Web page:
I just completed a 2-day, 150 mile charity bike ride. We are now a large team of over 60 people, with a range of experience on the bike and the ride. Some been riding for several years and are excellent riders and bike handlers but some are new to both the ride and the bike. As we carpooled into Quincy for the start, I rode with a first-time racer and someone pretty new to biking in general. She was asking me so many questions and was anxious about the unknown. What happens when we get all these bikes there? Is there food at the start? How much water should I drink? Where do I go when I get to Bourne? Where do we go to meet up with the team?
It occurred to me that we hadn’t done a good job of preparing her. Sure we organized training rides and purchased team jerseys and the distribution of registration packets. But we didn’t really prepare her with the details that are critical to the success of the ride. Duh, you'd think as leaders and experienced riders, we should have thought of those things. But we forgot how we felt the first time. In short, we hadn’t set her expectations appropriately, and thus, she wasn’t prepared. I took some mental notes to communicate better, and to provide more information to the team so each member would be prepared (you'd think I would have thought of using Brainshark to do this earlier, but I needed the "a-ha" moment I guess).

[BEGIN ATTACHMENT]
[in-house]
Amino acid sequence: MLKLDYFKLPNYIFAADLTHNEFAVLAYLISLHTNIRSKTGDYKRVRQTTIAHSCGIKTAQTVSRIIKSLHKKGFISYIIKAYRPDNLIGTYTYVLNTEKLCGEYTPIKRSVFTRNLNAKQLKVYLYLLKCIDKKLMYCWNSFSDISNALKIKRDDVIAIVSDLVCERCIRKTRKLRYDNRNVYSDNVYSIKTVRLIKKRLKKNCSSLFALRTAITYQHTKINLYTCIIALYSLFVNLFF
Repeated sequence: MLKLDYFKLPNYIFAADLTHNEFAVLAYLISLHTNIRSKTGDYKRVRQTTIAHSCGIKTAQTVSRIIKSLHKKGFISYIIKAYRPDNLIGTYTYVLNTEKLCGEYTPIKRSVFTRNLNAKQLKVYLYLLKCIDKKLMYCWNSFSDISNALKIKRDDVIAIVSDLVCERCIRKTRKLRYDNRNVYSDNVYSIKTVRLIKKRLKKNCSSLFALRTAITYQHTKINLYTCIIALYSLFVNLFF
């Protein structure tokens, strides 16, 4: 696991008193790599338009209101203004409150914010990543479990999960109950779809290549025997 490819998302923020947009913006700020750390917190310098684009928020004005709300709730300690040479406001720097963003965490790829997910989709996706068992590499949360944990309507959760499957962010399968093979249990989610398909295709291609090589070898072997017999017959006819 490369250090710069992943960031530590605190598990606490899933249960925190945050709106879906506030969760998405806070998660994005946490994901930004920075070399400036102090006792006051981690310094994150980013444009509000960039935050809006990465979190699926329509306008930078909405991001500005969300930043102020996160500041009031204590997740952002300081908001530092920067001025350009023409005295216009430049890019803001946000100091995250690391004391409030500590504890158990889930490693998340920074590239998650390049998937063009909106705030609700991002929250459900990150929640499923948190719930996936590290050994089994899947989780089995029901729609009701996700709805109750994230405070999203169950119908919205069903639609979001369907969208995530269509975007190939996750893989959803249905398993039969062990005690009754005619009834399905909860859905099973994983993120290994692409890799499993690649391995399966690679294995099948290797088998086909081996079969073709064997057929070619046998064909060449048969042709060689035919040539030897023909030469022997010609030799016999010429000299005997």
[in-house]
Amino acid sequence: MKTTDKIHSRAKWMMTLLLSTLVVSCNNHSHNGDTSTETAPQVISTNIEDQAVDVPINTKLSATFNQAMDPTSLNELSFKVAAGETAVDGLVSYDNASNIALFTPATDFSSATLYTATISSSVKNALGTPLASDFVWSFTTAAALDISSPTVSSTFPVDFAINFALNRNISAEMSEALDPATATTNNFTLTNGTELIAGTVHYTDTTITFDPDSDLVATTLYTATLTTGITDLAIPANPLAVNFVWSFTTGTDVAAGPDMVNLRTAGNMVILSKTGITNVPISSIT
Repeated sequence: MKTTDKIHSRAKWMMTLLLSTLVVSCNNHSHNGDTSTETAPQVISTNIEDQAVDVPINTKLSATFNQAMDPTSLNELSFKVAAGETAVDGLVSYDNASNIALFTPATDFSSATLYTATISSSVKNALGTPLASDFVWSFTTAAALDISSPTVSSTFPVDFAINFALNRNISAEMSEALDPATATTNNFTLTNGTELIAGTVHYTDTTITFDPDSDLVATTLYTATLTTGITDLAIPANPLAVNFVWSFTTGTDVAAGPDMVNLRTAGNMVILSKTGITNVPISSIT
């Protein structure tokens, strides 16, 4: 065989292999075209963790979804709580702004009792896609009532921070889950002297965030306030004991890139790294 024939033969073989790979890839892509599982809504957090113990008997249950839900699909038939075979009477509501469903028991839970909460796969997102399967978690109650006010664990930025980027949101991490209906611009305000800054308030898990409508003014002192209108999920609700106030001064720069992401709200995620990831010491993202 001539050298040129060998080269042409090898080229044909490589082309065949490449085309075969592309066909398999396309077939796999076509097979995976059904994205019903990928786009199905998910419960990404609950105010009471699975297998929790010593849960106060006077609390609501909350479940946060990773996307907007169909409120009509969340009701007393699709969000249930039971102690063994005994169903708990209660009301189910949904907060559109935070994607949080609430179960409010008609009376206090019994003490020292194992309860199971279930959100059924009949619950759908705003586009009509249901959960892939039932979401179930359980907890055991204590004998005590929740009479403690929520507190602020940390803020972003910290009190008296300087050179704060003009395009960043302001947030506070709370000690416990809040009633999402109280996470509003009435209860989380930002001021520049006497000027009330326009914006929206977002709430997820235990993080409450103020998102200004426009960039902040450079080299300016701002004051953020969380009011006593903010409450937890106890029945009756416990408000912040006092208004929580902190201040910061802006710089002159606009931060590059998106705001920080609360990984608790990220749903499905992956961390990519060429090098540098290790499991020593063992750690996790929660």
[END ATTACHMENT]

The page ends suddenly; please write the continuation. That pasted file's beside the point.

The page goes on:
So, now, just two days after the big ride, I created a Brainshark to ask for feedback on the ride and how we can improve the experience for everyone next year and promised to communicate better throughout the year, starting now. Communication… setting expectations and being prepared… basic tenets for success and critical for any team to function efficiently and provide for continuous improvement. Big reminder for me… and as I hit the second half of the selling year, a lesson I can use every day not only with my bike team but for my selling process as well.
(P.S. Our team raised over $75K to fight MS this year with a goal of $86K next year.)